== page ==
The Collapse of the GCC
By the mid-1990s, however, the GCC’s aggressive tactics and continuing effort to cast doubt on accepted climate science had started to become a problem for some of its members. Nine corporations left the GCC from 1996 to 2000: two automakers, one chemical manufacturer, one utility, and five oil companies.
BP was the first major oil company to leave in 1997, stating that “the time to consider the policy dimensions of climate change is not when the link between greenhouse gases and climate change is conclusively proven, but when the possibility cannot be discounted and is taken seriously by the society of which we are part. We in BP have reached that point.”
Additional Takeaways: Infiltrating UN Climate Negotiations, Embracing Climate Deniers Publicly But Not Privately
The documents published Thursday on the Climate Investigation Center’s Climate Files archive, also show:
The GCC stacked UN meetings with its members. Some attended meetings transparently, registering as GCC members, while others registered with other NGOs. Often GCC members outnumbered delegates from developing nations at the annual Conference of the Parties (COP) meetings.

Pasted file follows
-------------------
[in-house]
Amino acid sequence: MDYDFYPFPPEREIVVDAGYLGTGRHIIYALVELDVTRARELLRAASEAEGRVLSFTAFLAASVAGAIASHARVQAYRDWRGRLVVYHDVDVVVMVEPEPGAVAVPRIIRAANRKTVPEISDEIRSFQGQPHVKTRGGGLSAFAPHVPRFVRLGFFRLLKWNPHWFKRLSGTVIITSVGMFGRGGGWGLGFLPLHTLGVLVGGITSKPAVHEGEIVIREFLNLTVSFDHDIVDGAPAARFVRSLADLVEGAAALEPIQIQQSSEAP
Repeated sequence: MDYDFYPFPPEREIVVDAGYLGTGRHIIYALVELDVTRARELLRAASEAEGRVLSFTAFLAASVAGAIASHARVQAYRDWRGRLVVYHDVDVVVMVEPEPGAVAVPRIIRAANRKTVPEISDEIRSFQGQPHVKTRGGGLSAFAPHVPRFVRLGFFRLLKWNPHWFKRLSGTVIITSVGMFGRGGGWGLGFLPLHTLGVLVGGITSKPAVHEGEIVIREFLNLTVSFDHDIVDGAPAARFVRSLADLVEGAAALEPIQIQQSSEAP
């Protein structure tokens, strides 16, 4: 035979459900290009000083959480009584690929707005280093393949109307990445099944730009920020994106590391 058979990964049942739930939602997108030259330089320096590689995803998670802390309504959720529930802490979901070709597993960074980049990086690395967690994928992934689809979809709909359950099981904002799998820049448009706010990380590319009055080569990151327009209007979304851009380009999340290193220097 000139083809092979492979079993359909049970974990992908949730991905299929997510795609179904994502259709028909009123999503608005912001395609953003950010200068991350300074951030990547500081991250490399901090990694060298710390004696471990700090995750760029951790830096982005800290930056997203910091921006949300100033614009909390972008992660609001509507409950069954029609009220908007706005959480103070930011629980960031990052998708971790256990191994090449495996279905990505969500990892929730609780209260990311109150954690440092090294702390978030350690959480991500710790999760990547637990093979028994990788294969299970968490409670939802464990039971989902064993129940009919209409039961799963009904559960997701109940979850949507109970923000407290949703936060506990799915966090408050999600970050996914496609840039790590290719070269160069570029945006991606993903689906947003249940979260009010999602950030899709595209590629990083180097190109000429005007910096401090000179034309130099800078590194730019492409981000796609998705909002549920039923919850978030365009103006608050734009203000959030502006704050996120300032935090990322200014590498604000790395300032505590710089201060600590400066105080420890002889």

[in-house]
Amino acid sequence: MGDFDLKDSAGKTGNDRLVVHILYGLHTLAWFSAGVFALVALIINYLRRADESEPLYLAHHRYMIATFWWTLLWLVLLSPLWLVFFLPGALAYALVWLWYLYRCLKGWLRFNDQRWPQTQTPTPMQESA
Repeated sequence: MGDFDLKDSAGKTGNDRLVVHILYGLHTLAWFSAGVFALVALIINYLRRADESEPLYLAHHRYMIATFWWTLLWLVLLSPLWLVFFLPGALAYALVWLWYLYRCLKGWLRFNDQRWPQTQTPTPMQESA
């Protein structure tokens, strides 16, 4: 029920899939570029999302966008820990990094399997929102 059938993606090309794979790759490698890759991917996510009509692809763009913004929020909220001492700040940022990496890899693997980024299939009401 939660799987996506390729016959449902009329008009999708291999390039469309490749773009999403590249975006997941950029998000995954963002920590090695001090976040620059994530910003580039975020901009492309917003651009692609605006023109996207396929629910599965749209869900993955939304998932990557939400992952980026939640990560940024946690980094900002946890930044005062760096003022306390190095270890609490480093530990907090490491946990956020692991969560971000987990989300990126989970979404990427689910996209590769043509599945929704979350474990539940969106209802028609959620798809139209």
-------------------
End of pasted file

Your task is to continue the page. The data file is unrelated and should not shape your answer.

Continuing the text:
The GCC coordinated to monitor IPCC meetings. After IPCC meetings, GCC notes reveal attendees met to discuss strategies for exploiting scientific uncertainties in IPCC climate models and amplifying scientific differences of opinion. On at least one occasion, a contractor for the Electric Power Research Institute planned to keep tabs on IPCC proceedings.
The GCC internally refuted climate deniers, yet continued to publicly cite their work: Exxon scientist Lenny Bernstein, who co-chaired the GCC’s committee on science and technology assessment, called the work of climate deniers Richard Lindzen and Patrick Michaels “not convincing” in a draft document in 1995. The final copy of that document included no mention of Bernstein’s comments and the GCC continued to cite the two — as well as other known deniers — through at least 1998.
The GCC aggressively attempted to control media coverage of climate change: Press releases were sent to reporters praising media coverage featuring climate deniers and correcting those that did not. One document encouraged reporters to contact the GCC for “balance in the global climate change debate.”